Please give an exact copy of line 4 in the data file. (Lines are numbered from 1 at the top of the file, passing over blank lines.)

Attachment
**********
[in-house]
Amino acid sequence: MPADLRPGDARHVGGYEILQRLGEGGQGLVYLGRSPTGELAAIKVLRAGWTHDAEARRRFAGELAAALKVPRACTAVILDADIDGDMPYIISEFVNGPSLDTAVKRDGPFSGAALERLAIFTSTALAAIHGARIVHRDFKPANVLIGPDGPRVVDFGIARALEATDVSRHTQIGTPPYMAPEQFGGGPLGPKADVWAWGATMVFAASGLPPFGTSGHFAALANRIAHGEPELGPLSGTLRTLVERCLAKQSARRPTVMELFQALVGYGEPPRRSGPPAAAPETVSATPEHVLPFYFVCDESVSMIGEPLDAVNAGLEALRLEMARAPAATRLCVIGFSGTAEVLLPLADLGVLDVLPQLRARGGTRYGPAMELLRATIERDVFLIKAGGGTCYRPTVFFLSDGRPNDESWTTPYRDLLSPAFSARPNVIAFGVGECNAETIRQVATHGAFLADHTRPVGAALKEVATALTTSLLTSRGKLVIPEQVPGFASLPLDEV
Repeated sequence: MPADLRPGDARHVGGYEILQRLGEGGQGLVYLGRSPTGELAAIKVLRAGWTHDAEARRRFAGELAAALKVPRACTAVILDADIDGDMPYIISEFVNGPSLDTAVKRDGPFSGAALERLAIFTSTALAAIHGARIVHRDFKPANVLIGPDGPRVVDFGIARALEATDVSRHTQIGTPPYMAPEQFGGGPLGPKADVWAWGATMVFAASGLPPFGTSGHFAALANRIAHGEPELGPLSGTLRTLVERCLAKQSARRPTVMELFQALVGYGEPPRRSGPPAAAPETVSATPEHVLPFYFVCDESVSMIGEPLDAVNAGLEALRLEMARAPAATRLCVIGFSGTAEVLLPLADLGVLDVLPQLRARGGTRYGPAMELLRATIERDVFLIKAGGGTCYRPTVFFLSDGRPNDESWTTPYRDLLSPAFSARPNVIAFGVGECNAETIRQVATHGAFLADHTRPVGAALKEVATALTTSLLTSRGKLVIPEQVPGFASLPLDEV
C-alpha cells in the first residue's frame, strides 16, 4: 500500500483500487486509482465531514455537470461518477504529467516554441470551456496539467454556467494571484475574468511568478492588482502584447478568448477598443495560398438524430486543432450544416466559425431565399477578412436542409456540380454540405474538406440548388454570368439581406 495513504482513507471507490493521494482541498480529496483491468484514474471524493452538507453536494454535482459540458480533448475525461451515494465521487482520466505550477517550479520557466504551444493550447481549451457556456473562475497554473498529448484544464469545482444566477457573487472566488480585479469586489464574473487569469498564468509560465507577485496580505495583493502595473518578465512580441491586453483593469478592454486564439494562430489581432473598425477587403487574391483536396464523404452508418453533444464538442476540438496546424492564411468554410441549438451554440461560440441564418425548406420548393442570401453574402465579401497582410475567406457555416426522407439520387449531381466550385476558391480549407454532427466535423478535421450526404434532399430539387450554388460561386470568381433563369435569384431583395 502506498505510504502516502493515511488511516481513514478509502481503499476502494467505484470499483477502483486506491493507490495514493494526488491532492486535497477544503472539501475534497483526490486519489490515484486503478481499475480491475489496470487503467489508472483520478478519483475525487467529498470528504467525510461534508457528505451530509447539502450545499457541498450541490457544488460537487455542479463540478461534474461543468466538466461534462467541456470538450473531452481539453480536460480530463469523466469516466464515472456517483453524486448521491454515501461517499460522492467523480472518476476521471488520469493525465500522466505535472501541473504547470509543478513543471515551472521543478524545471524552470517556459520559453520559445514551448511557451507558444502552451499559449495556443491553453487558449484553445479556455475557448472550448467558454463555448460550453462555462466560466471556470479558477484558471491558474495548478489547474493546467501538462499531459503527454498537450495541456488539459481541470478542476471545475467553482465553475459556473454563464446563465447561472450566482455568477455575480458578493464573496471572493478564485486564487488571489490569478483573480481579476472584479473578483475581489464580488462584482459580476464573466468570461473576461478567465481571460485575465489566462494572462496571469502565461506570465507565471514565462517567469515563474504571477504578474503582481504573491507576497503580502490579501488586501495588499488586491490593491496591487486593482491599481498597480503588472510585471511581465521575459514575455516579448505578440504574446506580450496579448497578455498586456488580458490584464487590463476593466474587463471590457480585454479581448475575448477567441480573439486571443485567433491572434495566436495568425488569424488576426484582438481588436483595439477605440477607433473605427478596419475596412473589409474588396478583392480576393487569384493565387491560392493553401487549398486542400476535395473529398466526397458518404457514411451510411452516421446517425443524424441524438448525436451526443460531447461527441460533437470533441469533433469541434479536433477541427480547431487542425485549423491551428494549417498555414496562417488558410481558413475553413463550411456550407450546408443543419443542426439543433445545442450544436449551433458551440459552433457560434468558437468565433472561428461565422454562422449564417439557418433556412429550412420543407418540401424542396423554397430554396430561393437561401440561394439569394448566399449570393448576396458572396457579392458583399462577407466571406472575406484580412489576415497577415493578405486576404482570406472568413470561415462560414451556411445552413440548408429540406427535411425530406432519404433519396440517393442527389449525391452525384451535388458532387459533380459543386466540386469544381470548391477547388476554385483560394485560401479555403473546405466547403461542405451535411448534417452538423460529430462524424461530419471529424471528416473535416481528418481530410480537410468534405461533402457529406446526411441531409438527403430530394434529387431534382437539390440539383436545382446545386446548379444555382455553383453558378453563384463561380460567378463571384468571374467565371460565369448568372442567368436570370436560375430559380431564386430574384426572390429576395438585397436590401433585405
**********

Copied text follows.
C-alpha cells in the first residue's frame, strides 16, 4: 500500500483500487486509482465531514455537470461518477504529467516554441470551456496539467454556467494571484475574468511568478492588482502584447478568448477598443495560398438524430486543432450544416466559425431565399477578412436542409456540380454540405474538406440548388454570368439581406 495513504482513507471507490493521494482541498480529496483491468484514474471524493452538507453536494454535482459540458480533448475525461451515494465521487482520466505550477517550479520557466504551444493550447481549451457556456473562475497554473498529448484544464469545482444566477457573487472566488480585479469586489464574473487569469498564468509560465507577485496580505495583493502595473518578465512580441491586453483593469478592454486564439494562430489581432473598425477587403487574391483536396464523404452508418453533444464538442476540438496546424492564411468554410441549438451554440461560440441564418425548406420548393442570401453574402465579401497582410475567406457555416426522407439520387449531381466550385476558391480549407454532427466535423478535421450526404434532399430539387450554388460561386470568381433563369435569384431583395 502506498505510504502516502493515511488511516481513514478509502481503499476502494467505484470499483477502483486506491493507490495514493494526488491532492486535497477544503472539501475534497483526490486519489490515484486503478481499475480491475489496470487503467489508472483520478478519483475525487467529498470528504467525510461534508457528505451530509447539502450545499457541498450541490457544488460537487455542479463540478461534474461543468466538466461534462467541456470538450473531452481539453480536460480530463469523466469516466464515472456517483453524486448521491454515501461517499460522492467523480472518476476521471488520469493525465500522466505535472501541473504547470509543478513543471515551472521543478524545471524552470517556459520559453520559445514551448511557451507558444502552451499559449495556443491553453487558449484553445479556455475557448472550448467558454463555448460550453462555462466560466471556470479558477484558471491558474495548478489547474493546467501538462499531459503527454498537450495541456488539459481541470478542476471545475467553482465553475459556473454563464446563465447561472450566482455568477455575480458578493464573496471572493478564485486564487488571489490569478483573480481579476472584479473578483475581489464580488462584482459580476464573466468570461473576461478567465481571460485575465489566462494572462496571469502565461506570465507565471514565462517567469515563474504571477504578474503582481504573491507576497503580502490579501488586501495588499488586491490593491496591487486593482491599481498597480503588472510585471511581465521575459514575455516579448505578440504574446506580450496579448497578455498586456488580458490584464487590463476593466474587463471590457480585454479581448475575448477567441480573439486571443485567433491572434495566436495568425488569424488576426484582438481588436483595439477605440477607433473605427478596419475596412473589409474588396478583392480576393487569384493565387491560392493553401487549398486542400476535395473529398466526397458518404457514411451510411452516421446517425443524424441524438448525436451526443460531447461527441460533437470533441469533433469541434479536433477541427480547431487542425485549423491551428494549417498555414496562417488558410481558413475553413463550411456550407450546408443543419443542426439543433445545442450544436449551433458551440459552433457560434468558437468565433472561428461565422454562422449564417439557418433556412429550412420543407418540401424542396423554397430554396430561393437561401440561394439569394448566399449570393448576396458572396457579392458583399462577407466571406472575406484580412489576415497577415493578405486576404482570406472568413470561415462560414451556411445552413440548408429540406427535411425530406432519404433519396440517393442527389449525391452525384451535388458532387459533380459543386466540386469544381470548391477547388476554385483560394485560401479555403473546405466547403461542405451535411448534417452538423460529430462524424461530419471529424471528416473535416481528418481530410480537410468534405461533402457529406446526411441531409438527403430530394434529387431534382437539390440539383436545382446545386446548379444555382455553383453558378453563384463561380460567378463571384468571374467565371460565369448568372442567368436570370436560375430559380431564386430574384426572390429576395438585397436590401433585405